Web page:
A marketing strategy casting pork as the “other white meat” nearly destroyed one of the greatest American foodstuffs. American pork was lard-laden and delicious before a misguided effort toward nutrition made it dry, tough, and acidic. Pigs became as ropily muscled as pit bulls, and to eat a pork chop became an exercise to strengthen the muscles of the jaw.
In recent years, pig farmers have returned to breeding heritage pigs, with a focus on flavor rather than nutrition. Pork chops are once again worth eating and I strongly suggest doing so.
Mise en Place
- large bowl
- fine-mesh strainer
- large cast iron, or stainless steel skillet
- flat-edged wooden spatula
- pasta pot
- 2 sheet pans lined with parchment
- large, flat, clean work surface
- instant-read thermometer
- large bunch black, seedless grapes
- olive oil
- 1 lb whole-milk ricotta
- 2 large eggs lightly beaten
- 1 cup grated Parmigiano-Reggiano
- healthy pinch nutmeg
- 1-1 1/4 cup all-purpose flour
- 2 cups apple cider
- 1 cup salt, dissolved in 2 cups water
- 2 bay leaves
- several black peppercorns
- 4 crushed garlic cloves
- 4 thick cut pork chops
- canola oil
- 1/2 cup diced shallots
- 1/2 cup madeira
- 2 tsp dijon mustard
- 1 tsp chopped fresh thyme
- 1 tbs butter
1) Drain the ricotta and brine the pork chops. Place the ricotta in the refrigerator in a fine-mesh strainer set over a bowl. Allow to drain for a few hours. Place the pork chops in a baking dish and cover with one-half apple cider, and one half salt-water solution. Add 2 bay leaves, several crushed black peppercorns, and three cloves crushed garlic. Cover and place in the refrigerator.
2) Roast the grapes. Toss the grapes in olive oil and season with salt and pepper. Lay on a sheet pan lined with parchment and bake in a 400 degree oven for ten minutes. Remove and allow to cool before removing the grapes from their stem. Reserve
3) Make the gnocchi, as you bring a pasta pot of well-salted water to a boil, and remove the pork chops from the refrigerator, allowing them to come to room temperature. In a bowl mix together the ricotta, egg, cheese, nutmeg, and a healthy pinch of salt. Slowly mix in the flour until a cohesive mass forms that is only slightly tacky. Divide the dough into four pieces. On a floured work surface roll each into a one inch thick cylinder, divide each cylinder into pillow shaped gnocchi by slicing the cylinder at 3/4 inch intervals. Transfer the gnocchi to a lightly-floured parchment-lined sheet pan and place in the freezer.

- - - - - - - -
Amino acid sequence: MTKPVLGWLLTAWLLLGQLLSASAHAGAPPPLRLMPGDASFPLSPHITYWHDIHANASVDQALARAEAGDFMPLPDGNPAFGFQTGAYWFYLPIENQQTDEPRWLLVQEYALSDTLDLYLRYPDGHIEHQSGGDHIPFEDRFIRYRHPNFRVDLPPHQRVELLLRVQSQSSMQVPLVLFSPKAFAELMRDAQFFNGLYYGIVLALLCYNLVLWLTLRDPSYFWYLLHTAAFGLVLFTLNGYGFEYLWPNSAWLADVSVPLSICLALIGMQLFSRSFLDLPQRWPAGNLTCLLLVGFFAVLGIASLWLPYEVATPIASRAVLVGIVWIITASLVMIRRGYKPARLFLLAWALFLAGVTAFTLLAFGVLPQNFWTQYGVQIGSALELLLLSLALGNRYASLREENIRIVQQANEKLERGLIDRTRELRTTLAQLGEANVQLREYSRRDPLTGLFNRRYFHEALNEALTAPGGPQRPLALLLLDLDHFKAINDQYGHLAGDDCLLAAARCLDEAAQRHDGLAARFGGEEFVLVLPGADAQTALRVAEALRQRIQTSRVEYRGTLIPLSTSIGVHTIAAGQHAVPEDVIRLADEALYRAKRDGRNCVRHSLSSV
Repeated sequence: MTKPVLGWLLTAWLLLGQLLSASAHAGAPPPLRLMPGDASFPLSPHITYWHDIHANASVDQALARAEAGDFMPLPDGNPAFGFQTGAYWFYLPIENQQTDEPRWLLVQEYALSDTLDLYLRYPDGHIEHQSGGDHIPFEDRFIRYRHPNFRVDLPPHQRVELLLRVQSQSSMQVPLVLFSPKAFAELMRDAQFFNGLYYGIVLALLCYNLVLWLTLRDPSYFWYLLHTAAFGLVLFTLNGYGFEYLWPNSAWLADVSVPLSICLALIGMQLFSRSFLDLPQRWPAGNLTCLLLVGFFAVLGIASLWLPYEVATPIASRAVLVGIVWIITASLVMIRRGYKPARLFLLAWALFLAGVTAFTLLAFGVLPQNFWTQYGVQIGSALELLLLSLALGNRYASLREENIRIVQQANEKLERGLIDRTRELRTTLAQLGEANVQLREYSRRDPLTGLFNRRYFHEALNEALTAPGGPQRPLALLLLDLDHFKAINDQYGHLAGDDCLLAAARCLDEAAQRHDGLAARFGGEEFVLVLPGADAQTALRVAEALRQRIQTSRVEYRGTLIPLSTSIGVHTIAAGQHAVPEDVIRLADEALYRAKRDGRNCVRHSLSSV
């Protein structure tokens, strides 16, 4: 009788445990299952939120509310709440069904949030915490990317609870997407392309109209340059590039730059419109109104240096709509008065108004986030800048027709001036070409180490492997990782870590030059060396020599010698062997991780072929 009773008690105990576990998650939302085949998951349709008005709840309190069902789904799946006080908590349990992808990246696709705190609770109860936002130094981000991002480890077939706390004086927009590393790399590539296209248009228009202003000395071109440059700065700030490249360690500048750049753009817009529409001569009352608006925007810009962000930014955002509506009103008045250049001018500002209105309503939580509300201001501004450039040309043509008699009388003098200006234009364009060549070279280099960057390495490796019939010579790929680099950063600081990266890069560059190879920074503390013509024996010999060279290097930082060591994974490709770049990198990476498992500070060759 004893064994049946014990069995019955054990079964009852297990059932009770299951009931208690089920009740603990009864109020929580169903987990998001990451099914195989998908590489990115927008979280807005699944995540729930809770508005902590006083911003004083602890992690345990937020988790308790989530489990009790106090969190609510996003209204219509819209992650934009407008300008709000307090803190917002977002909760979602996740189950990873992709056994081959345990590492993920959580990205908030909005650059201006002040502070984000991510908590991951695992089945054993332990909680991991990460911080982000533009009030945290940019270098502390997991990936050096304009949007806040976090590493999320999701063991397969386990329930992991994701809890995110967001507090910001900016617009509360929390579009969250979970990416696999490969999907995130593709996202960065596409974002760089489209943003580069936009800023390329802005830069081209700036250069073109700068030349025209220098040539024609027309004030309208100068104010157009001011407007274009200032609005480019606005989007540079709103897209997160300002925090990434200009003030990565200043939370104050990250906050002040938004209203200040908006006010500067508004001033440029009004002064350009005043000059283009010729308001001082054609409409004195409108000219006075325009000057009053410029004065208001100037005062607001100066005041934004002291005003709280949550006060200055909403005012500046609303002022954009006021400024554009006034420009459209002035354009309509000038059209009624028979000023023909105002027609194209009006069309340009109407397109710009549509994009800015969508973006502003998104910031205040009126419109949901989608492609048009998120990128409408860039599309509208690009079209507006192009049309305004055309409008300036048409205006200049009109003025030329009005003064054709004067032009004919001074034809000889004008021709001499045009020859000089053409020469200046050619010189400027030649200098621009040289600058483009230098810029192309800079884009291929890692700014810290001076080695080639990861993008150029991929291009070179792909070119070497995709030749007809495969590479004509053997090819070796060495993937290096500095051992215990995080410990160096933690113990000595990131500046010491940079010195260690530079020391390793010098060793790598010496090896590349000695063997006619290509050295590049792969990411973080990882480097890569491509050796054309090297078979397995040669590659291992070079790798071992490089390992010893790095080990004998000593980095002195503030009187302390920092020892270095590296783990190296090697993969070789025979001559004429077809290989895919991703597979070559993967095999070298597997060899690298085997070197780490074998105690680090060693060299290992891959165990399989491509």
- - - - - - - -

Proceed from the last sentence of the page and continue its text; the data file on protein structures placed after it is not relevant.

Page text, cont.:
4) Prepare the pork chops. Preheat your skillet over medium heat for several minutes. Add a thin coating of canola oil. Raise the heat to high and season the pork chops with salt. Place the pork chops in the pan and sear each side until well-browned. Transfer the skillet to a 400 degree oven. Bake until the center of the pork chop reaches 140 degrees on an instant read thermometer. Transfer the pork chops to paper towels to rest.
5) Make the pan sauce as you cook the gnocchi. Add the shallots to the skillet over medium heat. Plunge the gnocchi in rapidly boiling water. When they rise to the surface–about one minute–strain through a colander, reserving one cup pasta water. Once the shallots have softened, deglaze the pan with madeira, scraping as much fond as possible from the skillet with a straight-edged wooden spatula. Add the mustard and thyme and stir. Add the grapes and gnocchi to the skillet with 1/2 cup pasta water. Toss several times to incorporate the ingredients. Add butter and toss the contents of the pan several times to emulsify the sauce adding more pasta water if necessary. Season and transfer to serving dishes with pork chops.